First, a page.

Last night, in between story time and sleep, which is when Smoke is at his chattiest, he said, “We should do something nice for Mrs. N______”.
Mrs. N is, of course, his kindergarten teacher.
“Like what?” I asked him.
“I don’t know, like, maybe…make cookies with frosting?”
Tonight was curriculum night at Smoke’s school, one of my many initiations into becoming a public school parent. I walked into Smoke’s classroom and sat with the other parents in the tiny chairs. Mrs. N stood in front of us, reading from a children’s book. Mrs. N’s age is hard to place. She’s clearly older than the parents, but she’s leggy and sports a blonde bob and black eyeliner. Tonight she had paired a black pencil skirt and pumps with the requisite school spirit t-shirt.
I looked around the room, trying to take in the cubbies and the calendars, searching for any sign of my Smoke. Already my eyes were welling up. Shit, I thought, what’s wrong with me? I’d had the thought that this was where Smoke was spending so much of his life all of a sudden, a place that was mostly unfamiliar to me.
Mrs. N put down the book and addressed us. “This is my thirty-fifth year teaching kindergarten,” she said. “And every year I worry: this is going to be the year that it just doesn’t work, the year the kids just don’t get it and no one will behave. But then I meet your kids…” Now Mrs. N herself was fighting tears. “Your kids are great. I’m so grateful that you entrust them to me.”
I can’t tell you how many parents were also crying, because I was too busy looking at the table, swallowing, trying not to pass the point of no return. If I had let go, I could have kept it up for the full forty-minute session. Instead, I tried to listen. Here are a few of the things I learned from Mrs. N.
- For many years she taught kindergarten the way most teachers do. She stood in front of the classroom and led them through a project from beginning to end. But children, and kindergarteners in particular, move at different paces and have different skill sets. This way of leading a class, normal though it was, left everyone frustrated.
- After years of doing it this way, Mrs. N changed systems. Now she sets up multiple stations with projects. Some projects are required, and some are optional, but kids get to move through them at their own pace. Sometimes kids want to do a particular project but that station is full, so they get to learn about disappointment. This is one of the best lessons they get to learn in her class.
- Mrs. N has an elaborate system to help each child track his or her project, but I could not begin to explain it to you. Apparently, though, the kindergarteners can keep track of these procedures.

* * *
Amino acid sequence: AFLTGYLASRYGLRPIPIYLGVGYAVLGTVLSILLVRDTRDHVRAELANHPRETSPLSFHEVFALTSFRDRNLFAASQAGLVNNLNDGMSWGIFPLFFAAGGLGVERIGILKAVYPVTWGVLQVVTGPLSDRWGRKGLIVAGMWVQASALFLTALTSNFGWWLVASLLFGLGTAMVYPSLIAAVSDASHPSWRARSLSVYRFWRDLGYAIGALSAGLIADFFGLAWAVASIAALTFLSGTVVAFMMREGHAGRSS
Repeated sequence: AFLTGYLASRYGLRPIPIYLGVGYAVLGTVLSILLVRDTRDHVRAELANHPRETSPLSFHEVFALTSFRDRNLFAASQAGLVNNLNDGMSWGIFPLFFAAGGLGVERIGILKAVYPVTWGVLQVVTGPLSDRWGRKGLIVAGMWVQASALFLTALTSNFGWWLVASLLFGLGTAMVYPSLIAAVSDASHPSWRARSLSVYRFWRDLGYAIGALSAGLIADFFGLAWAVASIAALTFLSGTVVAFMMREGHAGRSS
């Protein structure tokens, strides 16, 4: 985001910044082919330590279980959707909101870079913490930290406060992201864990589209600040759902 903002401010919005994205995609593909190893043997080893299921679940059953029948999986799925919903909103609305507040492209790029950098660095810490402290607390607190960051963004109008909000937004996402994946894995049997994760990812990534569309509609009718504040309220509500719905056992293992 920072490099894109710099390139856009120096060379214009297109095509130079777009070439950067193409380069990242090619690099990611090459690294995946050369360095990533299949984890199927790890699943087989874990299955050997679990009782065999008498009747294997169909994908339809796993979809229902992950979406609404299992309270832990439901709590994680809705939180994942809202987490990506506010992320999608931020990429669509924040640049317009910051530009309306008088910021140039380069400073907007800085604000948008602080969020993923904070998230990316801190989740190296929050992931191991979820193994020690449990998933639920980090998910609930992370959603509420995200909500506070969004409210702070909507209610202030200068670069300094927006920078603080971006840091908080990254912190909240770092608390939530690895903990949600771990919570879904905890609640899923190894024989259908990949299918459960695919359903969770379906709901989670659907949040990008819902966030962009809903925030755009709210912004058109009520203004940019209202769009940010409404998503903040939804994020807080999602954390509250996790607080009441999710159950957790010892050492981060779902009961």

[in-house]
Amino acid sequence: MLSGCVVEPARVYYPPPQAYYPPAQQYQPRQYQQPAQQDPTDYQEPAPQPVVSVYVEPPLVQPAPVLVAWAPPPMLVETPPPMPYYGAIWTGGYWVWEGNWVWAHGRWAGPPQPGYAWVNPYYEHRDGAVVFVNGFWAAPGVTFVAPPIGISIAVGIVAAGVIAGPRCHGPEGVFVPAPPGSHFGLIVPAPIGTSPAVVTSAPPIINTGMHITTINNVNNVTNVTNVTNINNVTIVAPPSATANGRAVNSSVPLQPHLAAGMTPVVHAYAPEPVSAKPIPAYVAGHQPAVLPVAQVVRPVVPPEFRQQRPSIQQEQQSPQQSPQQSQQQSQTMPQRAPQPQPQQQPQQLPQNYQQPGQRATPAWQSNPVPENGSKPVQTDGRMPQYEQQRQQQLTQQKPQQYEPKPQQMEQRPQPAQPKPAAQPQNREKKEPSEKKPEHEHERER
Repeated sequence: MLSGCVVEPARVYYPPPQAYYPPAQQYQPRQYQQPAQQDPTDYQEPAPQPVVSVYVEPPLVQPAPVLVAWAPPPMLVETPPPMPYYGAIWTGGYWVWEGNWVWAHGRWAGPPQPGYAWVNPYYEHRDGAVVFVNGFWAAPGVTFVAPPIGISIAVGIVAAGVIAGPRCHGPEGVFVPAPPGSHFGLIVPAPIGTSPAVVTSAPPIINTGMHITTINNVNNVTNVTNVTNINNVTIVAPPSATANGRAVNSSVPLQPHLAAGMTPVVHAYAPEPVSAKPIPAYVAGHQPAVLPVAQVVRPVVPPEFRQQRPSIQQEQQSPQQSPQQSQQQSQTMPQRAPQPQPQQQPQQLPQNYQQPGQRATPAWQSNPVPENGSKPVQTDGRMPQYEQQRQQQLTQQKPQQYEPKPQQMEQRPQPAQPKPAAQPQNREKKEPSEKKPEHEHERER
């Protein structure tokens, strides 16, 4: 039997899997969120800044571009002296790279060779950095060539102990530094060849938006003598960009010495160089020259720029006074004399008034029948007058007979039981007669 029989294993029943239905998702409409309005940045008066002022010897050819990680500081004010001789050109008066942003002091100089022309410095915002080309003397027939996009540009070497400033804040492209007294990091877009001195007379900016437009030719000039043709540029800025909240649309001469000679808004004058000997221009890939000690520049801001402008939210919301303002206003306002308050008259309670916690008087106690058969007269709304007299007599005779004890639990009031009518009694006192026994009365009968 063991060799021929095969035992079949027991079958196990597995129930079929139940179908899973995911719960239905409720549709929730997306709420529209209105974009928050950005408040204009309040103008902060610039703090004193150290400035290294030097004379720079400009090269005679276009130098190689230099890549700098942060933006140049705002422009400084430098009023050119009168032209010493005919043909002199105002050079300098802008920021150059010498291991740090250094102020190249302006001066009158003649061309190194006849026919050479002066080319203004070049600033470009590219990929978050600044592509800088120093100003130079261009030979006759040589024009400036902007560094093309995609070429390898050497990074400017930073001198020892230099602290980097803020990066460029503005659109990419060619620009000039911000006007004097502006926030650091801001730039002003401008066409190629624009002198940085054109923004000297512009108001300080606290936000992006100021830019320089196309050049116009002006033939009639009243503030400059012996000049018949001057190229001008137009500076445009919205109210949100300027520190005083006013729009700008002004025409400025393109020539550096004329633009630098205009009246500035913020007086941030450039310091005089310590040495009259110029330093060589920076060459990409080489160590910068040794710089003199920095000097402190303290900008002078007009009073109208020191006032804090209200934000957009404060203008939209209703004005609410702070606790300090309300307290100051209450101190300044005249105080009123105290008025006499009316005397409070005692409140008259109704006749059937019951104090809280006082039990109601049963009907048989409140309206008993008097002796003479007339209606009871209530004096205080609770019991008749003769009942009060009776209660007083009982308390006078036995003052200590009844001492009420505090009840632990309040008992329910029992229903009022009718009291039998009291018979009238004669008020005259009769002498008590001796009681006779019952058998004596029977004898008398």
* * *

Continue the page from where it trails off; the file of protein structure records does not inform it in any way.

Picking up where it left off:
- According to Mrs. N, “These kids pretty much know exactly what’s going on at any given moment. You’d be surprised.” I was surprised. I can barely get Smoke to put his shoes on in the morning, or answer when I ask eight times what he wants for breakfast, but apparently he’s capable of understanding a complex behavior incentive system, staying in line, waiting his turn etc. when Mrs. N is in charge.
- Mrs. N reports that when the kids are working on their various projects, the room gets loud, but it’s the sound of focused learning. “I don’t do crazy,” she says.
- Please do not come into her classroom, watch the kids at their stations, and comment, “Oh, cute! They’re playing!” They are not playing; they are working. Last year, when a new principal came on, Mrs. N insisted that he sit in and observe her kindergarteners at their stations, because she wanted him to understand exactly how it worked. From what I can tell so far, the principal is a kind enough man, but I enjoyed imagining him in one of the tiny chairs, being schooled by the kickass kindergarten teacher in her thirty-fourth year of teaching.
- Every time there’s a change in administration, Mrs. N braces herself. She is totally prepared to retire if a new principal ever insists she go back to the old way of doing things. “I’ve been there and I was nothing but frustrated,” she says. “And I know I frustrated more than a few kids too.”
Three weeks ago, if you had asked me to imagine an ideal kindergarten teacher, I think I would have pictured a plump and patient woman, someone with no discernible edges. But I love Mrs. N’s edges. In fact, I feel the need to point out that I’ve done absolutely nothing to land my son in what strikes me as an exceptionally awesome kindergarten class. I didn’t pull strings or write letters. I didn’t visit dozens of schools. We go to this school because it’s two blocks away, and Smoke found Mrs. N because he was assigned to her. Also, of course, I have the privilege of living in a small city with a functional and relatively well-funded school system.
Because I’ve done so little, I’m left wondering: How do I show my appreciation for someone who manages over twenty squirrely little bodies every day, who has taught for nearly as long as I’ve been alive, and who has somehow maintained enough passion for her work that she gets teary-eyed when talking about her students? How do you thank someone for offering so much of themselves to your child?
I guess cookies with frosting is a start.